Recently I read an article entitled Site content and use of web catalogues at Google Webmaster Central. It is disturbing that people are still trying to get results on the SERP pages by scraping content from other sources. Let’s face it, this is just poor strategy. I cannot stress this enough; when it comes to content, the only strategy that works in the long term is creating pages with original creative content that is relevant to the subject on the page.
Look at it like this, the job of the search engines is to provide its users with the information that is closely related to the products and services that they are searching for. When that content is copied (scraped) from somewhere else, it detracts from the user experience. This might work in the short term, but as the engines filter out duplicate content you are sure to lose whatever rankings you achieve with this method.
If you want your site to have a longstanding presence, write original copy for each page. Make sure that what you are writing about is related to the information, service or product that your website provides. If you have trouble coming up with content, do some research or hire a professional copywriter.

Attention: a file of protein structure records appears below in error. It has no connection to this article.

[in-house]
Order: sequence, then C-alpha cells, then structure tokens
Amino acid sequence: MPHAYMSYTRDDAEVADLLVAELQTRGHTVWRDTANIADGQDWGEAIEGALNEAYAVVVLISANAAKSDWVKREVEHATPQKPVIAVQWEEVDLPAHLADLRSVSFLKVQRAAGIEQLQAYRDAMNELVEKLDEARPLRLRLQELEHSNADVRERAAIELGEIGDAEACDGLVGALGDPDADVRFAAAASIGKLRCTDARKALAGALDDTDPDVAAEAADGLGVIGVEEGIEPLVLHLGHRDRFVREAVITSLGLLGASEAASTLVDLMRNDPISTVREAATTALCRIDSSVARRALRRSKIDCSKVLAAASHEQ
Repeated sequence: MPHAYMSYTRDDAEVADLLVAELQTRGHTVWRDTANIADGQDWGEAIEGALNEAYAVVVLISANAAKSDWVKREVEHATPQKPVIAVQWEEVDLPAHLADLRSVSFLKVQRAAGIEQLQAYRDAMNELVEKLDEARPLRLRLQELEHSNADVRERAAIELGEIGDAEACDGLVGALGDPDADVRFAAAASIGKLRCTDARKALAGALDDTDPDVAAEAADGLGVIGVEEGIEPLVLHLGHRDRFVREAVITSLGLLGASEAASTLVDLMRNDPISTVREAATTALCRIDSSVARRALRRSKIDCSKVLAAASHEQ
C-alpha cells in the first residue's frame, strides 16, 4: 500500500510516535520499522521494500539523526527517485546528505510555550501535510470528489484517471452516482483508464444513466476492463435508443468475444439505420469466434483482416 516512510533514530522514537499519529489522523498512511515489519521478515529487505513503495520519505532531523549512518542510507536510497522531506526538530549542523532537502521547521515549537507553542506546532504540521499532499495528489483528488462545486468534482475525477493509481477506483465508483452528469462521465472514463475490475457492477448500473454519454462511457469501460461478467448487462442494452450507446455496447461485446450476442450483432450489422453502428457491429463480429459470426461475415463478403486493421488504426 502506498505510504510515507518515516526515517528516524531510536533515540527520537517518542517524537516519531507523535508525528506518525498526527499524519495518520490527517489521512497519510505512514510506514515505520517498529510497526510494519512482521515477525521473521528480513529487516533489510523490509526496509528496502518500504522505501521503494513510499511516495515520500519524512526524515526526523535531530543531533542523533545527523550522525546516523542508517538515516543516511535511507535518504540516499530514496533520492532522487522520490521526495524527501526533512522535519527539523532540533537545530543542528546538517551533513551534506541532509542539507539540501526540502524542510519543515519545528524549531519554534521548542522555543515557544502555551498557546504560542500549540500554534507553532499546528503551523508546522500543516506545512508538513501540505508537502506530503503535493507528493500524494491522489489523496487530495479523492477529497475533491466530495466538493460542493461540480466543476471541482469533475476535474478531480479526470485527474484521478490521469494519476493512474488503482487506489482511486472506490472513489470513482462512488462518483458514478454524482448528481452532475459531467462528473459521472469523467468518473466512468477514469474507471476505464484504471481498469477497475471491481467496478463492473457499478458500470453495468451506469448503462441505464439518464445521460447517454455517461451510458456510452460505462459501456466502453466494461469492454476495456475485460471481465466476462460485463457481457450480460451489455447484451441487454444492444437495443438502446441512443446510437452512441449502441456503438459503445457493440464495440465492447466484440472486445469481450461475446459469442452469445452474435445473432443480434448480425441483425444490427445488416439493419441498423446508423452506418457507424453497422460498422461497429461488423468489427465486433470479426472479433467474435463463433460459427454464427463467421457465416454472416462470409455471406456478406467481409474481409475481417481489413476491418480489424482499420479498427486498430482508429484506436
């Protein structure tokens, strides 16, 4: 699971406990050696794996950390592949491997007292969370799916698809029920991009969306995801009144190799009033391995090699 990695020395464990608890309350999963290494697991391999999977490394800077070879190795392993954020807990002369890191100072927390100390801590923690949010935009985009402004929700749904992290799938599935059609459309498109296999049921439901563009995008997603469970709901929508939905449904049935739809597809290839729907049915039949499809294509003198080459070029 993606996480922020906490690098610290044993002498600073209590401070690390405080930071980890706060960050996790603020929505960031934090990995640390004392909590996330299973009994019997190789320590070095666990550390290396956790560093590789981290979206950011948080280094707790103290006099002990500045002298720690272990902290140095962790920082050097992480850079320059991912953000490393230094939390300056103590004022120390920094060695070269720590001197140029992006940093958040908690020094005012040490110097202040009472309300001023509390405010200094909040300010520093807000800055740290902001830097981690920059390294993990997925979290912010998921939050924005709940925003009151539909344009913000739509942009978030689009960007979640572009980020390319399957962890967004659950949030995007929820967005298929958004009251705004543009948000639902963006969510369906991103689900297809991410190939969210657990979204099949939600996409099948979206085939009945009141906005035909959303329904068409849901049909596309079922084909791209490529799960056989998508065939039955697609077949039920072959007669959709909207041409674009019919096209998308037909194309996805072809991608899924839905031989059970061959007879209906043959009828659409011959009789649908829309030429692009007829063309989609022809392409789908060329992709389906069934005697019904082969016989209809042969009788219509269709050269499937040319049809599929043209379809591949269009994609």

There are several steps you can take to ensure that your site is optimized from the backend, but all else being equal, content is king!
Many people are under the impression that developing multiple pages with irrelevant content is a good long-term strategy for ranking many pages within the site well. This of course is a misconception that needs clarification. The Google webmaster guidelines specifically states not to develop pages for the sole purpose of search engine rankings.
Make pages for users, not for search engines. Don’t deceive your users or present different content to search engines than you display to users, which is commonly referred to as “cloaking.
– Google Webmaster Guidelines
It is true that websites with more relevant content have a higher chance to rank well, so it would be in your best interest to develop these additional pages if and only if the content is unique and relevant. The primary purpose of developing these pages should be for the users that visit the site and ultimately read your content.
Linking and link building can be scary stuff. Constantly, I hear people talk about being penalized for aggressive linking or getting into trouble by using link farms and link exchange programs that are just bad news. The question here is “How do I know if a link is one that will improve my rankings, or one that will end up causing irreparable damage?” In an effort to bring some clarity to a frustrating situation, I have listed below some things to look for when considering a link.
The thing to consider above all else is relevancy. In other words, is the site that I want to link to me somehow related to the content on the page? If not, forget it. Links from pages that are not related to your content in some way, are not going to be counted. Other things to consider include: